April 02, 1984 12:00 PM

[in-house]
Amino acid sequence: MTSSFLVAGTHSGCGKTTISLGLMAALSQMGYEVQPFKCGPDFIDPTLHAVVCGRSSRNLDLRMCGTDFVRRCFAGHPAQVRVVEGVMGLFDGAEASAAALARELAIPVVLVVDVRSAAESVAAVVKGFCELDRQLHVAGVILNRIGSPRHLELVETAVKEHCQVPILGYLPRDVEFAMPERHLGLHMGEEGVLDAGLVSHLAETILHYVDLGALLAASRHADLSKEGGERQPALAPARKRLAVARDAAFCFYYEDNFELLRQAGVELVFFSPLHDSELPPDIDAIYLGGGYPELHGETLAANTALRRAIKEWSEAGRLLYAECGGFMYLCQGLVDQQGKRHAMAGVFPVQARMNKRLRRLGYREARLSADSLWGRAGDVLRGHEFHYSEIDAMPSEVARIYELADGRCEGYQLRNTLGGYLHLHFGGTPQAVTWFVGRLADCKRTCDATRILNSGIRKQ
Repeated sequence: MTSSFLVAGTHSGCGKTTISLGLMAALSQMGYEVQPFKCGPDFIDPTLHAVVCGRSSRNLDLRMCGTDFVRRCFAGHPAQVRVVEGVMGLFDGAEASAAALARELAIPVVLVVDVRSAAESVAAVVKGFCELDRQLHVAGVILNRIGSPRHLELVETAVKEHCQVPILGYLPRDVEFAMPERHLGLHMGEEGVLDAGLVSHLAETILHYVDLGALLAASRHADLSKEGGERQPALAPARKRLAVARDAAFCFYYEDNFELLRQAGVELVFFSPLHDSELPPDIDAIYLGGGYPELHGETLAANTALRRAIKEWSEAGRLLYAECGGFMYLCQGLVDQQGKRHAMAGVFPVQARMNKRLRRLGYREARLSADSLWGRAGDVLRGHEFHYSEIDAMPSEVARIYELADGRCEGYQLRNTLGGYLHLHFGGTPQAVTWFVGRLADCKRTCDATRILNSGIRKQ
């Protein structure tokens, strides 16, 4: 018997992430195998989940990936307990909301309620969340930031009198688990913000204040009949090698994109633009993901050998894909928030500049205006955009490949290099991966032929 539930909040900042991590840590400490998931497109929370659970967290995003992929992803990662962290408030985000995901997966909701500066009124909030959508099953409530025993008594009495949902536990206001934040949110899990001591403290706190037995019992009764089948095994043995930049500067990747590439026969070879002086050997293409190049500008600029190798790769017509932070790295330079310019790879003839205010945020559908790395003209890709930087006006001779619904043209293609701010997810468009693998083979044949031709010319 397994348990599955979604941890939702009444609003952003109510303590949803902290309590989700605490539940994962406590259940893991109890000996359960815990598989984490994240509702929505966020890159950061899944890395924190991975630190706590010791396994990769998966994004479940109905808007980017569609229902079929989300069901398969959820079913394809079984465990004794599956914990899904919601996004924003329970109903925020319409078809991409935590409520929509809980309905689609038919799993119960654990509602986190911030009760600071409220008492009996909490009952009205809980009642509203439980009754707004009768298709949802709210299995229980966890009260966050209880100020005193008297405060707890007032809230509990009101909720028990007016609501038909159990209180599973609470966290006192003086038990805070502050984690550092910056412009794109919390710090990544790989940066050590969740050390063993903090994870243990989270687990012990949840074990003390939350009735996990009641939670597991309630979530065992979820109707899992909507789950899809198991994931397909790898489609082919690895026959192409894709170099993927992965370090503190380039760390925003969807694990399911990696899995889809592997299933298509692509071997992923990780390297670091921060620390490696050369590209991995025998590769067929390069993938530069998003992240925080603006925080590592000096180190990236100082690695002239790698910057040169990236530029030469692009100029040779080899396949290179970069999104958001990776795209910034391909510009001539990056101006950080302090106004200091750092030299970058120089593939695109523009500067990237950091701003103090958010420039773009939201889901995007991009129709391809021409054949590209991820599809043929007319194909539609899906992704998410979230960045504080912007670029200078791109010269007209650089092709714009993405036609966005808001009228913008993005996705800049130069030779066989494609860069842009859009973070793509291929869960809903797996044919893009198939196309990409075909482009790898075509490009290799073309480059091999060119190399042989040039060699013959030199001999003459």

Debra Winger is a bank teller with an out-of-tune piano, a mother who phones frequently and a future. Mark (Sudden Impact) Keyloun is a pretty-boy tennis instructor with a sideline in cocaine. Their lives are welded by sexual attraction; when Keyloun is murdered, Winger ignores everyone’s advice to stay out of it and searches for explanations. There are no Philip Marlowe voice-overs in this rigorously unromantic movie about the seedy side of Los Angeles. Nor is there any question about who done it. Director-screenwriter James (Urban Cowboy) Bridges instead builds an atmosphere of menace around the random motions of his rootless characters, who bounce about like pin-balls in their hunt for love and money. In a finely modulated performance, Winger is convincing as the middle-class girl who wanders into an outlaw world. As Keyloun’s hopped-up confederate, Darrell (Brainstorm) Larson is frightening and pathetic, and Paul Winfield contributes a fine supporting performance as a wealthy, gay sybarite. But Winger’s real co-star in this beautifully textured film is the city itself. With its sun-saturated pastels and rustling palms, L.A. has never looked more sinister, or more seductive. (R)

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